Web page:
China at Harewood


China is one of the original centres of rice cultivation and growing it has been traditional in the southern area of China for thousands of years. Rice was a staple crop and food in the 18th Century and remains so today. In the past, people greeted each other by saying: Have you had your rice today?

Rice provides more than one fifth of the calories consumed worldwide by humans.

Rice production, post-harvest activities and the processing of rice into other products provide the main source of employment and income for at least 50 million families.


Rice Production

Rice cultivation is well suited to countries and regions with low labour costs and high rainfall, as it is very labour intensive to cultivate and requires plenty of water. Rice can be grown practically anywhere, even on steep hillsides.

The traditional method for rice production is flooding the fields after setting the young seedlings of the rice plant. The seedlings are usually hand planted in rows, and while the seedlings are growing the water levels in the fields are kept to a depth of about 3cm.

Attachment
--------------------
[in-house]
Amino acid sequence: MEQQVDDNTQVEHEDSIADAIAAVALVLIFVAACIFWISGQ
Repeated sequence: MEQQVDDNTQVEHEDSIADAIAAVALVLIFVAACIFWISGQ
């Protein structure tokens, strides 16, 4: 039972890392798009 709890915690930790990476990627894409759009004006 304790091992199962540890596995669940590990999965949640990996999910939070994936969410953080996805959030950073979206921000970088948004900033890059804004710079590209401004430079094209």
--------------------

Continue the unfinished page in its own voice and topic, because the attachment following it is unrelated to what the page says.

Grains are harvested before they are fully mature, about 30 days after the rice plants have flowered. The rice plants are cut halfway up the stem and either allowed to dry in the field or bundled for processing. The most common method is harvesting by hand, which is very labour intensive.

The harvested grains are then threshed to separate the grain from the stalk and husk. This is usually done by bashing bundles of rice stems on a stone or other hard platform, or using animals to trample on the stems. The grain is then dried in the sun ready for hulling. Husked or hulled rice is usually called brown rice. This is then milled to remove the outer layers, which is polished to produce white rice.

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